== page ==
• Inside or outside the process.  Some facilitators consider themselves as insiders or as actors involved in the change process with a specialist role like any other actor. Others act as outsiders manipulating the process of others. They believe that their presence does not directly change the phenomena being studied and pretend to be detached from the object of study in the name of objectivity and neutrality (Selener, 1997).

The 'insiders' use mainly qualitative methods and happily accommodate multiple perspectives presented by the participants, adapting and developing these perspectives together. By contrast, the 'outsiders' are more interested in achieving 'objective truth' through quantitative analysis. These are usually more palatable to those who hired them who always demand 'evidence based recommendations' while the 'insiders' are more accountable to their participants.

Obviously the dichotomy is not so clearcut and facilitators are often faced with the dilemma of how to maintain a flexible approach which encourages perspectives which might even go against the original aims of the project they are facilitating while providing to the donor the results they demand.

  • Reflective versus problem solving.  A reflective facilitation style highlights reflection so that individuals’ learning can be on-going and sustainable.  This style highly values the process of building people’s capacity for problem solving, adaptation, negotiation and conflict resolution. (Stacey, 1992; Wheatley, 1992).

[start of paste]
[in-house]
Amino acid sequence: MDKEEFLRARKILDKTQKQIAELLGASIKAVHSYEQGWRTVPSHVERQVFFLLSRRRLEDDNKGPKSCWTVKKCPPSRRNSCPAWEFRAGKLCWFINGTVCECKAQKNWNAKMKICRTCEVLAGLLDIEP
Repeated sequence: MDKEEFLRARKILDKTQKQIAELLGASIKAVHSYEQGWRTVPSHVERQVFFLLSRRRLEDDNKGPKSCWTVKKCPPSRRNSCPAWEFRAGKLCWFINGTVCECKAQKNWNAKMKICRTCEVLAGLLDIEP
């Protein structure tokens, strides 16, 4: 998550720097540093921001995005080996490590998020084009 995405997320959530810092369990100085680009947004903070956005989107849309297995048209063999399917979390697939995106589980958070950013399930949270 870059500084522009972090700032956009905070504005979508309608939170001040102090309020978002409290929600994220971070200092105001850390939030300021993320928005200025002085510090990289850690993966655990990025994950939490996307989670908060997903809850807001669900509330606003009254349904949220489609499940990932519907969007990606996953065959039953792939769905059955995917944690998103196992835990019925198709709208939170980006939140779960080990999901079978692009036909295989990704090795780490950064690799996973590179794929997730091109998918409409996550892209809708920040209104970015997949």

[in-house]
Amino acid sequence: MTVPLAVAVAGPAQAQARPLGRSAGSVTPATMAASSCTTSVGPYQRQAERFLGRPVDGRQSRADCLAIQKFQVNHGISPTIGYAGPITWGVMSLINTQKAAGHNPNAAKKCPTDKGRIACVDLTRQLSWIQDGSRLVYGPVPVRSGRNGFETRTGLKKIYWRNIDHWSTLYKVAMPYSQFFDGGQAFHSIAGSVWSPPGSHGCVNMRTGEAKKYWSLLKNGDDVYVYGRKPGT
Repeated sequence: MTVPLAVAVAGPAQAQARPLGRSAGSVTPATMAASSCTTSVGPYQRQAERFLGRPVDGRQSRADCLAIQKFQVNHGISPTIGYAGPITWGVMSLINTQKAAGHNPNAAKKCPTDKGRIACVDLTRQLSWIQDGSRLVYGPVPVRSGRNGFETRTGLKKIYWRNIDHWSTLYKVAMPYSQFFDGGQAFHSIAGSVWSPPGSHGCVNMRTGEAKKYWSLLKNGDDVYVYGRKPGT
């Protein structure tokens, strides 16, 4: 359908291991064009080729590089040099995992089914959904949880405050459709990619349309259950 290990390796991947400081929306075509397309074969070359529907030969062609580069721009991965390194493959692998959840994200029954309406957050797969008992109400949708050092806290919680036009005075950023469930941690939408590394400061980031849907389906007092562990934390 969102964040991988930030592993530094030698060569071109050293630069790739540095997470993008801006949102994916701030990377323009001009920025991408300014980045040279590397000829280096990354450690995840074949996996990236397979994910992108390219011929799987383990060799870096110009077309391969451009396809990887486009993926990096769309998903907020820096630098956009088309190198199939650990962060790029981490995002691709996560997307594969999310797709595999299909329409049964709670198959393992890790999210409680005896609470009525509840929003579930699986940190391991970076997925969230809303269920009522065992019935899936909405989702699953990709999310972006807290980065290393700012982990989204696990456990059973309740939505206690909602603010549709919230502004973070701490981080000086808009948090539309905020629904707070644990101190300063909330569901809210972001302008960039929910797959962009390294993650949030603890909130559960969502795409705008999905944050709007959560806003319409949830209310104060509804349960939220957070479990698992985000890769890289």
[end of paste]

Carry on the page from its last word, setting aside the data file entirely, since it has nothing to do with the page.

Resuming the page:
The problem solving facilitation style focuses more on the problems than on the people solving the problems. The problem solver helps people to manage the problem situation. In this facilitation style problem-solving is considered a linear process taken in a series of steps: identifying problems, analysis, formulation of solutions and implementation.

The 'reflective' facilitator is more concerned with 'problematisation' than problems, encouraging participants to reflect on their reality in greater depth and, as they do so, they come to take over the learning process and how to apply it. Thus the methods used encourage collective critical reflection on their reality.  By contrast the instrumental style concentrates on 'problem solving' rather than 'problematisation'.  Although analysis is involved it is directed narrowly at finding solutions to these.  Thus they are more 'product oriented'